Meth bottles

These bottles are two of over 50 similar ones found either by authorities or the public that have been pulled from the Roaring Fork River in recent weeks. Residents are cautioned to not open the containers and to alert police to their whereabouts.

Federal authorities are now part of the investigation into mysterious bottles found in the Roaring Fork River and on its banks between Basalt and Carbondale, containers a Basalt police officer said are likely the result of the production of methamphetamine.

Since Jan. 24, Basalt police have confiscated or been alerted to the discovery of over 50 bottles, 35 of which were turned over to a U.S. Drug Enforcement Agency disposal team, said Basalt Sgt. Joe Gasper. The Garfield County Sheriff’s Office sent out a press release Tuesday warning the public to not open the containers, as the contents “are hazardous to human health.”

But what those contents are remained unclear Tuesday, and Gasper said the DEA, the Bureau of Alcohol, Tobacco and Firearms and the Colorado Bureau of Investigations are trying to solve that issue through testing.

The bottles are heavily duct-taped, though there is, on most of the vessels, an open space through which the contents can be viewed, he said.

If the bottles are the result of meth production, it’s unclear why the culprits would go through the trouble of storing and wrapping the byproducts in such a way, and then placing them into the river. It would be much easier for meth producers to simply scatter the byproducts into a remote corner of a forest, Gasper said.

“It doesn’t make sense,” he said.

That is apparently what got the attention of multiple federal agencies.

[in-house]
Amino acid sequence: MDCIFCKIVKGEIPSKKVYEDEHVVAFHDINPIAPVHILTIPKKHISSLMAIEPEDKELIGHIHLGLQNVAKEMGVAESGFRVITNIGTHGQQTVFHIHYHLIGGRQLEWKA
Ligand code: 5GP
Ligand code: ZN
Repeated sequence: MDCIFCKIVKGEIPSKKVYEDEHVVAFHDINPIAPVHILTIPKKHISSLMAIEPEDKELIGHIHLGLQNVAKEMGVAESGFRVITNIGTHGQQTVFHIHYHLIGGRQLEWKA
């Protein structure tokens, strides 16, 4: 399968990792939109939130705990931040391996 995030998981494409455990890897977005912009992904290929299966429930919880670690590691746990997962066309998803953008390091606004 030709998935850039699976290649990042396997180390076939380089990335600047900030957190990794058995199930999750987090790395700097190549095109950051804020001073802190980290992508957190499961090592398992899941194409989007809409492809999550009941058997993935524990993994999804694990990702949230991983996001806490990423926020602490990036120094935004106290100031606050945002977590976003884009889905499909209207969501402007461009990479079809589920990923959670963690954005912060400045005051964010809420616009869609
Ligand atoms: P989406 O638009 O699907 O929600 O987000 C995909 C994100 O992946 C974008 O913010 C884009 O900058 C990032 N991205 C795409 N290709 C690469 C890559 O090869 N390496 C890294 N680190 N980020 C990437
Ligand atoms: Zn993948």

“We’re obviously highly concerned,” he said. “This is a major investigation, and there are no clear-cut answers.”

Authorities first became aware of the bottles before Thanksgiving, when a science teacher handed one to a Basalt school-resource officer. Other containers were opened by citizens believing they may be “messages in a bottle,” Gasper said.

No others were reported until Jan. 24, when police and firefighters recovered 14 bottles from the Roaring Fork. On Feb. 8, two students reported to police more containers near the 7-Eleven bridge, and authorities confiscated nine bottles at that site. In the roughly 100 yards between that bridge and the Midland Avenue bridge, a total of 19 were found — including one bottle that is inaccessible after it apparently became wedged underneath a boulder in the river. Added to the total were an estimated 12 containers found, and possibly opened, by residents.

A preliminary test by a hazmat team on one bottle showed the material to be “very flammable and highly corrosive,” with a type of salt-crystal residue on the bottom, Gasper said.

“From what we’re told, we’re leaning toward it being the result of drug making, most likely crystal meth,” he said, noting that production of other drugs, such as crack cocaine and PCP, doesn’t typically use such material or result in such residue.

Meth makers sometimes use what is called a “shake-and-bake” method involving an exothermic reaction that lets off gas. But the containers would need to be opened to release that gas, heightening the mystery of why they are so tightly sealed.

Placed in sunlight, the contents of the bottles started to turn colors, Gasper said.

“We know there’s a reaction going on inside the bottle and that something’s cooking off,” he said. “Why not just dump it in the forest? We don’t know.”

The contents could be the result of methamphetamine being “rinsed” after the drug was imported inside windshield-wiper reservoirs and gas tanks, Gasper said.

“A lot of federal agencies are really interested in this,” he said.

The bottle that triggered the Garfield County sheriff’s press release was found near Catherine Store Road.

Garfield County Sheriff’s Deputy Walt Stowe said the DEA is analyzing the bottle’s contents.

“It would be speculation to say that it was part of a meth-production process,” he said in an email. “Our goal is to warn the general population of the potential danger in handling these items, and if found, they should notify authorities immediately. It is basically a matter of public safety at this juncture from the standpoint of the sheriff’s office.”

The bottles have been found in the Pitkin, Eagle and Garfield County sections of the Roaring Fork Valley. The Pitkin County Sheriff’s Office is offering its assistance, said Alex Burchetta, director of operations.

chad@aspendailynews.com

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